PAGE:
Oh yeah, it’s easily as bad if it’s positive as it is when it’s negative. It’s better to just avoid what you’re doing and do it without a lot of external input. It can throw you off course.
How would you explain or describe the museum to someone who’s never heard of it?
I think typically what we say is that we’re a small museum of natural history, history of science, history of art, and then everything else that comes along. We’re inspired by older museums—200, 300 years ago, a museum wasn’t a museum of a particular thing, it was a museum of everything. We don’t think all museums should be that, but we think there’s a place for that kind of museum, kind of an encyclopedic museum.
Would you say then that there’s anything in particular that unifies everything you have on display?
There are definitely underlying, unifying principles to what we do, but sometimes they’re kind of hard to discern, or hard to define. We have a motto, which you actually almost never see in the museum, but it’s “Un translatio nature,” which means “nature as metaphor.” That doesn’t really sum things up so much, but it actually is meaningful to us, because the kinds of things we like to put in the museum tend to be either natural phenomena or man-made—which, you know, there’s no real distinction between what’s man-made and what’s natural, because humankind is pretty natural as far as I can tell. We find ourselves gravitating toward material and phenomena that have meaning in and of themselves, and that also suggest other levels of meaning—kind of radiating spheres of meaning.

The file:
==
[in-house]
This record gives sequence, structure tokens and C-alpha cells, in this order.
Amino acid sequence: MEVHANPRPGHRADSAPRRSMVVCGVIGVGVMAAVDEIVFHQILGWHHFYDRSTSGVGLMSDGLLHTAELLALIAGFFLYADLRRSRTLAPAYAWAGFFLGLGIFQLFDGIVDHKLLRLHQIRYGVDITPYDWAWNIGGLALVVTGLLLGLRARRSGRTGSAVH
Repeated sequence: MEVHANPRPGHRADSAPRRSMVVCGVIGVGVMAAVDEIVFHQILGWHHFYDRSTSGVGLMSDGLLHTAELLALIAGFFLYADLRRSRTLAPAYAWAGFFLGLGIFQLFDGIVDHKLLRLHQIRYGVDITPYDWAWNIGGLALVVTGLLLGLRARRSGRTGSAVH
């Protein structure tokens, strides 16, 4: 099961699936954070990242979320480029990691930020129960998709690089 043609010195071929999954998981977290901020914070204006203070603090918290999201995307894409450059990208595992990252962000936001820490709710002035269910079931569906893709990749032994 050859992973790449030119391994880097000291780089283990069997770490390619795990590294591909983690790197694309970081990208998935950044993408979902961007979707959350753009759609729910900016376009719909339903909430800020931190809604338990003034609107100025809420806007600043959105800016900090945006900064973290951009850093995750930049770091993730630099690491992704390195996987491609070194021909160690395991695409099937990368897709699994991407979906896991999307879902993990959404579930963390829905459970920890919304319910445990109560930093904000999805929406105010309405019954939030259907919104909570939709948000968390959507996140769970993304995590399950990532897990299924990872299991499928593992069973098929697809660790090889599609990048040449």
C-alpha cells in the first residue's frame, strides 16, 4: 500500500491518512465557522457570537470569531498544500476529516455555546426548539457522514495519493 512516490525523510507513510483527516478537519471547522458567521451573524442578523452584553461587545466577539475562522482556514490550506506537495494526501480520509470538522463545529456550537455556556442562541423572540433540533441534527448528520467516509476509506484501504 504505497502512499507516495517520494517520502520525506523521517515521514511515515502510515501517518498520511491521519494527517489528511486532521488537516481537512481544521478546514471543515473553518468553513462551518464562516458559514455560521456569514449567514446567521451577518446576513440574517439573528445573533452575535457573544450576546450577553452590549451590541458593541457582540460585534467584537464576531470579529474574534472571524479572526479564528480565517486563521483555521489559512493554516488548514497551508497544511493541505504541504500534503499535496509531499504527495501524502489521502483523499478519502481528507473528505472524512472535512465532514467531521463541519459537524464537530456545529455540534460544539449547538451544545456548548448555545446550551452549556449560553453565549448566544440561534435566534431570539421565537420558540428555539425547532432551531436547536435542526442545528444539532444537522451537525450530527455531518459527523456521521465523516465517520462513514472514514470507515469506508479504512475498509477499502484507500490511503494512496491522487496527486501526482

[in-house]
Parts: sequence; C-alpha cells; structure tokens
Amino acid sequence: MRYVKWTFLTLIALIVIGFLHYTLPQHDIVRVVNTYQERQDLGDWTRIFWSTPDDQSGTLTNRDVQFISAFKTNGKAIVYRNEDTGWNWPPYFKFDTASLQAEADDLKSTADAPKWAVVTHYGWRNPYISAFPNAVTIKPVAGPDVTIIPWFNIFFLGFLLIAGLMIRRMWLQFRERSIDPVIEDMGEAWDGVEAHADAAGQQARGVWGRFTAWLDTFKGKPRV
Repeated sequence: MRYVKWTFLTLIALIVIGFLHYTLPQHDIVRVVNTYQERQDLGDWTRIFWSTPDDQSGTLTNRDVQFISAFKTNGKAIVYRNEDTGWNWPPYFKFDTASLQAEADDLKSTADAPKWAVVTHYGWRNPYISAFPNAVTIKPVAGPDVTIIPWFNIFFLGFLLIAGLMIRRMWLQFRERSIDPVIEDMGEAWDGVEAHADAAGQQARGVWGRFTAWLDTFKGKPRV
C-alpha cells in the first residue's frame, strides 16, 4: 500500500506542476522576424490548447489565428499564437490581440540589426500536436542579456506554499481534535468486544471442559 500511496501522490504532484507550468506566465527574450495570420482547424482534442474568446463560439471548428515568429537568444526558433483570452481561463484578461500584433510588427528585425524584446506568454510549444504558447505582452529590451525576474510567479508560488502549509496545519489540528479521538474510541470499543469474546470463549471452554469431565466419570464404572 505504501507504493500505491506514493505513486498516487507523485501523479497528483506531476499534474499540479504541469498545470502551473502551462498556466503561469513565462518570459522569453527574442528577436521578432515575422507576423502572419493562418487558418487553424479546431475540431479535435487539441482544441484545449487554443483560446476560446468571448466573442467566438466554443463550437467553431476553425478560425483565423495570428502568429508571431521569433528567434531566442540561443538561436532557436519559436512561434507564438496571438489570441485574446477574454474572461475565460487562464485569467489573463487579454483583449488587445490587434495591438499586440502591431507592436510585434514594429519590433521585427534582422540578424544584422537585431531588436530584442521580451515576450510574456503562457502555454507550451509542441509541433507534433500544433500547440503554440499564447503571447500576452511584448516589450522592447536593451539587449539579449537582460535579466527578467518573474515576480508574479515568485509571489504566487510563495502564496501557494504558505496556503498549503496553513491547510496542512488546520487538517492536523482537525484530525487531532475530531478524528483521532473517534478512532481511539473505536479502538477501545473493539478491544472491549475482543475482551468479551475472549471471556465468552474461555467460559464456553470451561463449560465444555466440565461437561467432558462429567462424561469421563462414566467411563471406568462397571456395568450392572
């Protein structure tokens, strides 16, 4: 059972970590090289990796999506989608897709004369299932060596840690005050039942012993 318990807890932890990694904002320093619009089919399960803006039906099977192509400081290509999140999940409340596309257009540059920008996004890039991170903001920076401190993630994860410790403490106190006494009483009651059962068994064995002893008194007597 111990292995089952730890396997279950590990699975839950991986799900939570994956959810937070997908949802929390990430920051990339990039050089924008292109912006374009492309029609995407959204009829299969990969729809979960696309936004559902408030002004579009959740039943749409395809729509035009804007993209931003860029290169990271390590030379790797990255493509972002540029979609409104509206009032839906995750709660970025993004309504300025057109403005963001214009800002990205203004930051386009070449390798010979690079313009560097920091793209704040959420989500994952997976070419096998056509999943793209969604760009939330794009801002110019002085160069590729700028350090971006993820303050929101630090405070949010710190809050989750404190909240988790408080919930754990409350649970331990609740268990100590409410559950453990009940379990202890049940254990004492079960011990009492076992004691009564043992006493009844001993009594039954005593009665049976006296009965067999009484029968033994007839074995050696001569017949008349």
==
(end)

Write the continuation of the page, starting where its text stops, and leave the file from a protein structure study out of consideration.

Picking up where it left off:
It’s interesting what you said about the line between man-made and the natural world being sort of blurry. To many people—and I always kind of thought this until I went to your museum—science and art are mutually exclusive. Some say it’s science’s job to tell humans that we’re not important and art’s job to declare that we are. How do you make them work together?
Essentially it goes back to a 17th-century or even earlier designation of artificialia and naturalia—what is artificial and what’s natural. It’s kind of an act of hubris or pride, I think, that things that are made by humankind are in some way out of the natural order. We’re certainly, absolutely, profoundly part of the great glittering chain of being. I mean, look at birds’ nests—are they artificilia or are they naturalia? A bird makes this gorgeous nest, and that’s considered a natural artifact—so why is that different for humans?